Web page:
Skip to main content

Les Miserables: Movie Review

Hannah Goodwyn


Share This article

Les Miserables, director Tom Hooper’s film adaptation of the long-running stage musical, is a cinematic achievement. Starring an ensemble cast, led by Hugh Jackman, Les Miserables far exceeds high expectations.

Powerful, raw performances from the tailor-made cast tell Victor Hugo's story of a man's discovery of grace and his enemy’s unwavering obsession to uphold the law. Caution is advised for parents of young children. This movie is rated PG-13 for language and sexual situations.


Jean Valjean is a criminal, No. 24601. Now on parole, Valjean gets free from the chains that bound him. But freedom from his past doesn’t come as easily as he is met with animosity and disdain everywhere he turns, until he meets a benevolent bishop. Determined to make a better life for himself, Valjean renounces his old life, takes a new name and breaks parole. Inspector Javert, who supervised Valjean's imprisonment, vows to put him in chains again for his desertion. Valjean is settled in a quaint French town when his cover is blown. To keep a promise, Valjean must elude Javert to rescue a young girl from poverty. Arriving in Paris, at the brink of rebellion, Valjean soon finds himself entangled in situations that could expose his true identity.


Les Miserables does a superb job of taking the inspiring music from the stage to the screen. Even more than, this new film, from The King’s Speech director, is a salvation story. Valjean is ready to become the criminal he is labeled when a pivotal moment presents him with the opportunity to accept God’s grace. His story is paralleled with Inspector Javert’s. The lawman is Old Testament to Valjean’s New Testament. Javert believes the best way to honor God is through your works, while Valjean gives his life to God, accepting His grace. It’s a powerful story, and Hooper does a wonderful job highlighting the religious symbolism in the film.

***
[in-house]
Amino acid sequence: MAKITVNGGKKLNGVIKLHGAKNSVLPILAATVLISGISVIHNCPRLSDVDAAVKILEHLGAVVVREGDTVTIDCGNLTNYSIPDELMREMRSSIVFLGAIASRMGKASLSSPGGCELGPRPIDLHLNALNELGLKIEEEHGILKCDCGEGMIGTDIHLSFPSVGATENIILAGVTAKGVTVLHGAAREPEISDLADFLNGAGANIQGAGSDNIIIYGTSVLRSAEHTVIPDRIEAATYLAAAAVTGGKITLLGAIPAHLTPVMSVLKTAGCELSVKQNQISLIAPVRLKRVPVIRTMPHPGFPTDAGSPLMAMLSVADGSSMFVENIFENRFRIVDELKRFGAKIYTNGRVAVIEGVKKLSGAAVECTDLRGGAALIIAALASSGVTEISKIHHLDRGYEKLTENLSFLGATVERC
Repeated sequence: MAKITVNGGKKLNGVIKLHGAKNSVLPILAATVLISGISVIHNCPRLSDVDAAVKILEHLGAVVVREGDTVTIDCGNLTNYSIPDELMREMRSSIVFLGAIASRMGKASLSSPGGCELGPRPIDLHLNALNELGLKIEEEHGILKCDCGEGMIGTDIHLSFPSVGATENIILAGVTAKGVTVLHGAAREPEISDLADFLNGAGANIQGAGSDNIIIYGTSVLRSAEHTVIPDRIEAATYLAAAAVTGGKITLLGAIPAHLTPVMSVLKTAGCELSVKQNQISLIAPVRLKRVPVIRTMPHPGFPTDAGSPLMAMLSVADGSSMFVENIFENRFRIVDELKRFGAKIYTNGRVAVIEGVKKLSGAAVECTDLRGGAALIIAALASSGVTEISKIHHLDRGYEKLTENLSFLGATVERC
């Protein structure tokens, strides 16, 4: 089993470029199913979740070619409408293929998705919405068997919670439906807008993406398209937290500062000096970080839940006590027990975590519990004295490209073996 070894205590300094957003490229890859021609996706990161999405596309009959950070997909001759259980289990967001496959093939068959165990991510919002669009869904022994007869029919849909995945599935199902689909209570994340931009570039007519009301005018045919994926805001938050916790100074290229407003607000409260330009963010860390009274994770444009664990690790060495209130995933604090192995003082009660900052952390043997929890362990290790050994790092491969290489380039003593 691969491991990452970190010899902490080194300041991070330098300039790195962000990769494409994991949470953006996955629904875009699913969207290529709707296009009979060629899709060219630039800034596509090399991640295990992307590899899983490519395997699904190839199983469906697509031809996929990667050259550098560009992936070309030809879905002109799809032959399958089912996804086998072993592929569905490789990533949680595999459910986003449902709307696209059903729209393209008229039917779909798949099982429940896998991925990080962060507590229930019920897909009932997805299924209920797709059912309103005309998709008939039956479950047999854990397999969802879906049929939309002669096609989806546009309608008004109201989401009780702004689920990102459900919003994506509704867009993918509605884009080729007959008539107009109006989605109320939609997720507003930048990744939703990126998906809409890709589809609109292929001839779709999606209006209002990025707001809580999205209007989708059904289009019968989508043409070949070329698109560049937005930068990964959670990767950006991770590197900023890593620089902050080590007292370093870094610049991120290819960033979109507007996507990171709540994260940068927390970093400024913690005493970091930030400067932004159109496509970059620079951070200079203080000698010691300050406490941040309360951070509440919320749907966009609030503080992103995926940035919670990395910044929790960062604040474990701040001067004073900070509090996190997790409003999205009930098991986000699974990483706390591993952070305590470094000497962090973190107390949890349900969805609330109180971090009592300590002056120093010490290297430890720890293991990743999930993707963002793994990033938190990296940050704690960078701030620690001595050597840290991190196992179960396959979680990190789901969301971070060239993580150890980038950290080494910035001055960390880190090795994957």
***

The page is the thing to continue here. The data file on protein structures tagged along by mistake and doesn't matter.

Standouts performances are given by Eddie Redmayne, Anne Hathaway and Hugh Jackman (the latter two were just nominated for Golden Globes). What’s impressive is that the cast sings all of the songs live to tape. This makes the story even more engaging. You feel the anguish in Fantine’s voice as she falls into her pit of despair. You feel Valjean's intense sincerity as he contemplates the bishop’s compassionate deed.

Rated PG-13 for suggestive and sexual material, violence and thematic elements, Les Miserables is inappropriate for younger audiences. Victor Hugo’s story is not a clean one, but it is spiritually redemptive. The utter misery and evil is juxtaposed against the mercy that can found through God and the love of good people. For instance, Jesus’ name is used profanely a few times by those who wish nothing of Him. That is contrasted with how the other characters honor God.


Les Miserables is great movie to see this Christmas not only for its moving music, but for its story of the life-changing mercy of God.

Share This article

About The Author


Hannah Goodwyn served as a Senior Producer for, managing and writing for the award-winning website. After her undergraduate studies at Christopher Newport University, Hannah went on to study Journalism at the graduate level. In 2005, she graduated summa cum laude with her Master's from Regent University and was honored with an Outstanding Student Award. From there, Hannah began work as a content producer for For ten years, she acted as the managing producer for the website's Family and Entertainment sections. A movie buff, Hannah felt right at home working as's